“Thank you for applying to X. I regret to inform you…”
Rejection. We have all faced or will face it at some point in our life. Maybe it’s from being told you didn’t get a position you wanted, maybe you missed out on an opportunity that could have been life-changing, or maybe you missed out on getting into your dream university. It happens and, sadly, it’s a normal part of life and adulthood. Considering that this is the time in which most people will be receiving rejections from training contracts, it seems like a good time to talk about dealing with the aftermath of rejection.
There are a number of ways you can try to go about dealing with rejection. You could throw your laptop out of the window, scream until you’re blue in the face, or you could consume the contents of several takeaways to fill the void. However, these don’t provide a productive mindset to your pain, and will instead probably hurt you more physically, emotionally or financially than if you truly handle how your application, assessment centre or interview went.
As firms receive more and more applications with every passing cycle, it’s become less probable (if not impossible) to receive feedback from those who read your application, held the assessment centre or interviewed you. You will wonder why you were not chosen and what those who were chosen for the role have that you didn’t – I call it the “why not me” cycle. You may never get an answer to that question, and this cycle will continue to eat away at you unless you do something to change how you performed in this application cycle. You may need to do a self-assessment instead.
The first step in moving forward after a rejection is to look at your application. Have a look at the answers to the firm’s questions. Were the answers to the questions that dealt with “Why X?” direct enough? Could you use what you wrote for them in applications for its competitors? Did you properly research the firm, or did you simply take the first couple of pages off of Google and ad-lib the information from those pages? Researching a firm is a major part of the application process. It truly lets firms know whether or not you truly understand how they work, how they deal with clients, why they are different to their competitors and how this research made you decide to apply to them.
Another issue that can pop up is not having read the application requirements properly. If your grades or your extra-curriculars and the likes are not up to a firm’s standards, it can have a huge impact on how your application is viewed. If we look at a firm like Slaughter & May, their grade requirements state that you need good A-Levels (or equivalent), a good 2:1 at minimum, and that they aim to employ “the brightest minds”. If you have AAB at A Level and a 64% overall, they may disregard you entirely as that is not really up to their standards. Most current and incoming trainees at that firm have at least a very high 2:1 or 1st from their university. It’s a harsh but honest truth, and while there are some with these grades who accomplish getting a training contract at firms like this, it is usually due to great answers to the application questions, a glowing CV or impressive interviews.If your research was flimsy or you messed up the Watson Glaser test, practice and explore the firm a bit more. Ask trainees what they think of the firm, attend an open day or seek to speak to them at a law fair. All of this can improve your next application.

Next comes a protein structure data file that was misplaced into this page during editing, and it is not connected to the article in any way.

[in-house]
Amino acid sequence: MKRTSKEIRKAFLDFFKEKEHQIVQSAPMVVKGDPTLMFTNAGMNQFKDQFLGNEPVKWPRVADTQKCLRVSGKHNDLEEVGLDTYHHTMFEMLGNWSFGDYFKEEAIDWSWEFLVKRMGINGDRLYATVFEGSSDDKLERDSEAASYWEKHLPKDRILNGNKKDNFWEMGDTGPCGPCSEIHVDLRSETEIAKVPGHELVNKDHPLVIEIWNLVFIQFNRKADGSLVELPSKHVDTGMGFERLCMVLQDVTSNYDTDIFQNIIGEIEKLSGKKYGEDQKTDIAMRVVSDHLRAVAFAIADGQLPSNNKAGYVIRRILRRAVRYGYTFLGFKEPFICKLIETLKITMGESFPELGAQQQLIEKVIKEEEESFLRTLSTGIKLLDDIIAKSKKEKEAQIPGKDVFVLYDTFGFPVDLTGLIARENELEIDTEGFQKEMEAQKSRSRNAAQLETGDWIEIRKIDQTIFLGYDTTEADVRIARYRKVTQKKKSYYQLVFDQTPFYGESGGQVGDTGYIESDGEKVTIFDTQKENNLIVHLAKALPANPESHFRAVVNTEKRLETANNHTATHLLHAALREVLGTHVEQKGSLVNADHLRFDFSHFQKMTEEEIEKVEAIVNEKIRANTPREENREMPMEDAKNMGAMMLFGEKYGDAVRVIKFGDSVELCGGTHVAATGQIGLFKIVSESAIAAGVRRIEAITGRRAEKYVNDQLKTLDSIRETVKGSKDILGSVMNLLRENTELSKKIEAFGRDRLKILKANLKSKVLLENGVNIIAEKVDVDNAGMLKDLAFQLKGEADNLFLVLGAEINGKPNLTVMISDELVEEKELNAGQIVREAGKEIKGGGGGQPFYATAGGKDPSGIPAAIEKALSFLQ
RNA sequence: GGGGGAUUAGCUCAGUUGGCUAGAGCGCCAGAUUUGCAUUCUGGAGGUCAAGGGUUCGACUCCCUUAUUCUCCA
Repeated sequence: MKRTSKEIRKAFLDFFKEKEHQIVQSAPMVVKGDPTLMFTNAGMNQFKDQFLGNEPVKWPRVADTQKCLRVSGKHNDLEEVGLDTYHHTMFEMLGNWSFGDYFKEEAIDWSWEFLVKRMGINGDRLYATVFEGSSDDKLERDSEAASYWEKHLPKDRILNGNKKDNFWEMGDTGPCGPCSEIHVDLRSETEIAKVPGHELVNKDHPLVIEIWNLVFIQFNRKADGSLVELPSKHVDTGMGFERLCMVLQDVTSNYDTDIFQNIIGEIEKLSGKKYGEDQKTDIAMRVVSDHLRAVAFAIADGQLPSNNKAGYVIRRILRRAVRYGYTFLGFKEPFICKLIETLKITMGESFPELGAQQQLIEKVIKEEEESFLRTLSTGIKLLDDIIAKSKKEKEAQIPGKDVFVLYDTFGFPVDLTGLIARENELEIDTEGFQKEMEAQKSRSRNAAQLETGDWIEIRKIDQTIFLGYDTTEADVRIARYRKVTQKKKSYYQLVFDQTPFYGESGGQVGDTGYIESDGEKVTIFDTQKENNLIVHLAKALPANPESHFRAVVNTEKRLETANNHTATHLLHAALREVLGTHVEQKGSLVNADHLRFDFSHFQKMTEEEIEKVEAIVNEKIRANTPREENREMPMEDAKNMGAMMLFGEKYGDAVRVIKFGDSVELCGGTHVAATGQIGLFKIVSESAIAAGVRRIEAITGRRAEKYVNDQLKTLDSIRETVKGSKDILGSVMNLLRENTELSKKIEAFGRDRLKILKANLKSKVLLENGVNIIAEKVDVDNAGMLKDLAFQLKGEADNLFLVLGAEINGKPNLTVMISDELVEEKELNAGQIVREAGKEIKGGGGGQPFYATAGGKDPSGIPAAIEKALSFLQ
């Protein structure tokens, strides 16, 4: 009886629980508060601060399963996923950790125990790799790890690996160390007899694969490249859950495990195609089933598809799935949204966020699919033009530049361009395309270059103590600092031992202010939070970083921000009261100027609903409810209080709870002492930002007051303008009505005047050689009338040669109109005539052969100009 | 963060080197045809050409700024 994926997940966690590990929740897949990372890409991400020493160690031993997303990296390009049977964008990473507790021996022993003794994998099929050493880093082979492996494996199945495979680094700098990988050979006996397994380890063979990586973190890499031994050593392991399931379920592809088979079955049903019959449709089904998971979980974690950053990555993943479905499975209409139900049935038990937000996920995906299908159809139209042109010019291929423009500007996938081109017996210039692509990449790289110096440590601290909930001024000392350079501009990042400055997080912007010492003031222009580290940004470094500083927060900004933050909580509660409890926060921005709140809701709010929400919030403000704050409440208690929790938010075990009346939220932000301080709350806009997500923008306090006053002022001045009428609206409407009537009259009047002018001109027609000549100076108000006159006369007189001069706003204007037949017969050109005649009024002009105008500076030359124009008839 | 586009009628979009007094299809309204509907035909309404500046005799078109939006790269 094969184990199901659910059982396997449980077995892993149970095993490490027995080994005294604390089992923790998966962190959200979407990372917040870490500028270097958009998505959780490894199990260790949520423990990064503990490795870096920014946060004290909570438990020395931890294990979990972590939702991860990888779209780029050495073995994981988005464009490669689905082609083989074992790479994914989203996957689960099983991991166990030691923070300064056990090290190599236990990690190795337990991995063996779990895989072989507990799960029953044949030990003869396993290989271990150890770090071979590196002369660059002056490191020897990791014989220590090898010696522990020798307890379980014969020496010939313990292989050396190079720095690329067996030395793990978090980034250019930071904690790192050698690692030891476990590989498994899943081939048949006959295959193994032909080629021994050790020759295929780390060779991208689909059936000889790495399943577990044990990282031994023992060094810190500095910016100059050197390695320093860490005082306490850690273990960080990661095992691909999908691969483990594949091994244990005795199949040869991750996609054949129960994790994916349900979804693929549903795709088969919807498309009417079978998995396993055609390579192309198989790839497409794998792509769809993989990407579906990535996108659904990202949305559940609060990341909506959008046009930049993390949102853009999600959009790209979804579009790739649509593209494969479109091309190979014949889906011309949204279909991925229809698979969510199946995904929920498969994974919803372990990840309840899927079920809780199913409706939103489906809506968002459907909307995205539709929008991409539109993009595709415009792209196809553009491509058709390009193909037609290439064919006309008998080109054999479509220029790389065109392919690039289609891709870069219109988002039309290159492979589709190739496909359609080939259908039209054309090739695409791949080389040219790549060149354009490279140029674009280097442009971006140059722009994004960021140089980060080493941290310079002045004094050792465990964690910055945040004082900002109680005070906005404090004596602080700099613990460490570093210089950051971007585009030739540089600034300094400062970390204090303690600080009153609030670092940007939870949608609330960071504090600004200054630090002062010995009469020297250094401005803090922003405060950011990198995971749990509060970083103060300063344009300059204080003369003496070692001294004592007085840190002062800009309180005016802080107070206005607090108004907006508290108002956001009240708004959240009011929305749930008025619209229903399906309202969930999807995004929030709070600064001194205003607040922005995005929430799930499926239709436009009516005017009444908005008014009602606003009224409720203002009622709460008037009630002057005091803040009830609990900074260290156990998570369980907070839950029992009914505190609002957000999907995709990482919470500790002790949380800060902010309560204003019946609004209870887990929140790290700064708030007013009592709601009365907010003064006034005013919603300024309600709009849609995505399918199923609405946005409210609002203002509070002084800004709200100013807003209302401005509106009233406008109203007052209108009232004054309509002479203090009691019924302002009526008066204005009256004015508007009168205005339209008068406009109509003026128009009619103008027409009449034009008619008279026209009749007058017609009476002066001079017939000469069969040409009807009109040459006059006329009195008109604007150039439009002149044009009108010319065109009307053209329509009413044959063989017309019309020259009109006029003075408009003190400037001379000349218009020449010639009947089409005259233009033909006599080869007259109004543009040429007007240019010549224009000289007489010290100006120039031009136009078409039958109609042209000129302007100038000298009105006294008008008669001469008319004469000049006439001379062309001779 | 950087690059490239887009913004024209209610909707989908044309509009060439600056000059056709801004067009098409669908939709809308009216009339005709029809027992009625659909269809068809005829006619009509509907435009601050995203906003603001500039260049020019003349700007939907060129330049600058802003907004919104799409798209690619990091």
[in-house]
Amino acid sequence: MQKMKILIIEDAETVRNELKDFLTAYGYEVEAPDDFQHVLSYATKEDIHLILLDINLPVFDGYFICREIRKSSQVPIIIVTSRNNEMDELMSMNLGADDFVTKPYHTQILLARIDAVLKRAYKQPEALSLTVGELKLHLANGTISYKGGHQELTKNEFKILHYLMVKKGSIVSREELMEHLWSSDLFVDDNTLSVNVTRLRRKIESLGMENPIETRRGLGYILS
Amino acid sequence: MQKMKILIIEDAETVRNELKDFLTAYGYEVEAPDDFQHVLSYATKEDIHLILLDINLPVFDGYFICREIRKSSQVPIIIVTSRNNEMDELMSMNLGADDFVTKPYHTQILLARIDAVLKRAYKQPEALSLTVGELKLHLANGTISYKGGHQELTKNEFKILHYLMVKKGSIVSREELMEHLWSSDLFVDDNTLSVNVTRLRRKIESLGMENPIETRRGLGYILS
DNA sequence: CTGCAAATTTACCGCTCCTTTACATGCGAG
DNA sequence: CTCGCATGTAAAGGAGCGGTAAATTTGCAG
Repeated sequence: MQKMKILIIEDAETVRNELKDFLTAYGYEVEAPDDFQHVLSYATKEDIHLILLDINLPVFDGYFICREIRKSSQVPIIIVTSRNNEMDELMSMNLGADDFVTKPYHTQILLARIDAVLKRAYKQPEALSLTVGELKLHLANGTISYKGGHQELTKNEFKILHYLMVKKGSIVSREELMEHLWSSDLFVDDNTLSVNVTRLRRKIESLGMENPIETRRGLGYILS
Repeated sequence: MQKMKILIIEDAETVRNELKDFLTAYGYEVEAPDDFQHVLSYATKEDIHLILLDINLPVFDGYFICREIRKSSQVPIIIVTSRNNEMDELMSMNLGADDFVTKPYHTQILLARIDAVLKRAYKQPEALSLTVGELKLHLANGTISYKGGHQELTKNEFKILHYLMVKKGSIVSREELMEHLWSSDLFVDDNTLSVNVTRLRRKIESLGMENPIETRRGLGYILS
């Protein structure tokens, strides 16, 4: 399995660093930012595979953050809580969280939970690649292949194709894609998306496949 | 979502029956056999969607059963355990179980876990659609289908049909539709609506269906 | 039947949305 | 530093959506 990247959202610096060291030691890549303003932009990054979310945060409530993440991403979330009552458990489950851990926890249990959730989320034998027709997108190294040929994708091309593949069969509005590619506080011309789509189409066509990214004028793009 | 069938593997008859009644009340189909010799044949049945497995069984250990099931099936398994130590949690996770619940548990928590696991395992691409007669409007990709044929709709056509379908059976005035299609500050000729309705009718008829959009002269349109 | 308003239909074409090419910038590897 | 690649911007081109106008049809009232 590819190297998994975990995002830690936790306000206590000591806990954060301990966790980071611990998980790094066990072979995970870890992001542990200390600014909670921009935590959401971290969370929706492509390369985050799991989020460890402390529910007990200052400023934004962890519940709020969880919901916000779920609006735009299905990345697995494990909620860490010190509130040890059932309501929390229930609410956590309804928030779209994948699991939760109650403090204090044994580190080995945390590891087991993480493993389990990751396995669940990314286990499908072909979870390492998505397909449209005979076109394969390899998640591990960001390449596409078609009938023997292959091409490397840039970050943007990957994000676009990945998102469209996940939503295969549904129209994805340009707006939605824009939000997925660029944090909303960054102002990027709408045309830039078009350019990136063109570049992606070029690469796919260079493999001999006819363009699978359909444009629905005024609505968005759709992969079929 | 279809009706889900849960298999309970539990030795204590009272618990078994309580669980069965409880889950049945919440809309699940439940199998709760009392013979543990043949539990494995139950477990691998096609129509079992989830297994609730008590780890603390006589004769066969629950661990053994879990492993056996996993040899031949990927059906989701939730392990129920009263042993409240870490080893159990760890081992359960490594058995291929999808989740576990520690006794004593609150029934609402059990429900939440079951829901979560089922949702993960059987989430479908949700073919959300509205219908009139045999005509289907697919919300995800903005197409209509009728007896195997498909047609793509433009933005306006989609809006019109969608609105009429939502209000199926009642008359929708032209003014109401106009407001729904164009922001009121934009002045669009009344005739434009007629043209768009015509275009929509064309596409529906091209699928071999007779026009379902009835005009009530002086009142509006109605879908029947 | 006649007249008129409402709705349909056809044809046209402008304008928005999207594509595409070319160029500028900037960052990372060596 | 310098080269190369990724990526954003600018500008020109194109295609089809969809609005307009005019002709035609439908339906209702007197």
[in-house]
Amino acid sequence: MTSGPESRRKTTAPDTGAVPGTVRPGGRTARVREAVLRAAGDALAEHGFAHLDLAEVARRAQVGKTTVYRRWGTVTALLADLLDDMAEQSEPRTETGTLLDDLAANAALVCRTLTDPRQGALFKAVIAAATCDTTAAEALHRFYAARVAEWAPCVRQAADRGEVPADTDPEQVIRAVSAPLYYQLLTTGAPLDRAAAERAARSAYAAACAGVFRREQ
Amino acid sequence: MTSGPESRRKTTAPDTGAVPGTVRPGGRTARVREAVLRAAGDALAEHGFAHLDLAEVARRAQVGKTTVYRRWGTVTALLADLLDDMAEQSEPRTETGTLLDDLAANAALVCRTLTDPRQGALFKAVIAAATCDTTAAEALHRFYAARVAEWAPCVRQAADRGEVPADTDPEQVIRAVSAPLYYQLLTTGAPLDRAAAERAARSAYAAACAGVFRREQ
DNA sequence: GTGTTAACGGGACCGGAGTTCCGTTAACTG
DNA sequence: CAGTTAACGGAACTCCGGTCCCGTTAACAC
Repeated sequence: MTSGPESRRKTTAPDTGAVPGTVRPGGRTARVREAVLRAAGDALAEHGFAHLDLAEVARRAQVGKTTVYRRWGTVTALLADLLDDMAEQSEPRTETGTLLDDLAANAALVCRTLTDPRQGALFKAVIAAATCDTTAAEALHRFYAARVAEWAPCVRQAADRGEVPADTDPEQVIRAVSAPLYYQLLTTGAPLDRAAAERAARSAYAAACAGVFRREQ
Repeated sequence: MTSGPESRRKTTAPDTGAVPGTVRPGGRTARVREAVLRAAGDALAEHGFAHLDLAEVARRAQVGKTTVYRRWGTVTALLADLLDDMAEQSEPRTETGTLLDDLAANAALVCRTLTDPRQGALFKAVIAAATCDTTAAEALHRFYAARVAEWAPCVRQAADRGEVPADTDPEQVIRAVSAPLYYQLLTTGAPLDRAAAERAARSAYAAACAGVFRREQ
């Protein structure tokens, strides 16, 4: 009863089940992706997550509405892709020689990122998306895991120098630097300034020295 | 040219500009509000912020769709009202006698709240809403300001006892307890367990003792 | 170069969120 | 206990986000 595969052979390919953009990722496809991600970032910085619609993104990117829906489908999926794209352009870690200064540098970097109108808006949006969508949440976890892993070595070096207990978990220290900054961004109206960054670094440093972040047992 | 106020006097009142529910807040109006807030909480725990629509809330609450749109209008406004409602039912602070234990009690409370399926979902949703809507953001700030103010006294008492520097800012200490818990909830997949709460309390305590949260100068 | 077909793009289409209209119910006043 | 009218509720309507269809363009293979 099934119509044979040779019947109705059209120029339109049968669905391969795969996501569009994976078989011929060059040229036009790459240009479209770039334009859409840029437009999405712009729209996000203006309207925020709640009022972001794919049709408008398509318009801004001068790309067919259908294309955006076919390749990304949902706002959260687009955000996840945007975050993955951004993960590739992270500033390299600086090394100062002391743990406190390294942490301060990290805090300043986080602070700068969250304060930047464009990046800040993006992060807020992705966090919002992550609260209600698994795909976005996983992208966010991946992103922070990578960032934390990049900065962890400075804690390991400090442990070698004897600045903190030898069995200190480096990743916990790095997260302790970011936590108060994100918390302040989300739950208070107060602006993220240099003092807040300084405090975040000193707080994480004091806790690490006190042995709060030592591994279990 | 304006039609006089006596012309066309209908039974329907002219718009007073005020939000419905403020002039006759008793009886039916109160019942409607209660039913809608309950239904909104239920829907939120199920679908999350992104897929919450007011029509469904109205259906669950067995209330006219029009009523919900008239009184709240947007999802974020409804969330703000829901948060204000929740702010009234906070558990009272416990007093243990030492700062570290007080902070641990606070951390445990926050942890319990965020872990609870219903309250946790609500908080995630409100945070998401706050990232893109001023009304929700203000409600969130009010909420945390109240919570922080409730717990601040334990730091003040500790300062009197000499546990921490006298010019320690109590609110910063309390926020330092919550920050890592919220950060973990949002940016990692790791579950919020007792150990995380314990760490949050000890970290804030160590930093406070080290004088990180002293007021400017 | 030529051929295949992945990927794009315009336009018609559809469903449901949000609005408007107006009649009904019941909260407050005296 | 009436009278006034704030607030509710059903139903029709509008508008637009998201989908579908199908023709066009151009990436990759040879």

If you made it to an assessment centre or interview, try to look back on how you performed in them. Write down everything you can remember from the assessments centre tasks or interviews and be critical about your performance. See it through the eyes of the graduate recruitment team – if someone was too quiet, they may think the person is not enthusiastic enough or unwilling to participate; but if someone is outspoken and taking over conversations and group work, they may be considered rude and not a team player. Try to remind yourself of the various exercises you were asked. If you made notes during these exercises, go back over them and see if you missed anything that could have been important. Also review how you were during these group activities. If you felt that your performance lagged and it was because you were unsure of what to do, remember that it is okay to ask for help from those around you, which is better than sitting there not knowing what to do.
With interviews, one thing that catches students out is trying to read the Financial Times or a similar newspaper on the day of the interview and only using what they read that morning to answer the question, ‘Tell me about a recent news story’. This is a bad idea – if you are unable to provide your own view on the topic, it can end tragically, and you will be caught out if the interviewer decides to challenge you on it. Aim to have a news story that you have broadly researched and be open to being challenged by the interviewer on your view of the topic.
Aim to remember the questions you were asked previously and practice your answers. It may be the case that you will be asked these questions again at the same firm, or at another firm. However, don’t create a script to read off of, as interviewers can tell when someone has rehearsed an answer. Make a list of bullet points that you can go over just before the interview, so you don’t look like a deer in headlights when asked questions.
It is by properly evaluating your application, assessment centre or interview that you can get a better idea of how to handle your next application cycle. Simply wallowing over it and not learning WHY your experiences ended in rejection is not dealing with your rejection in a productive way.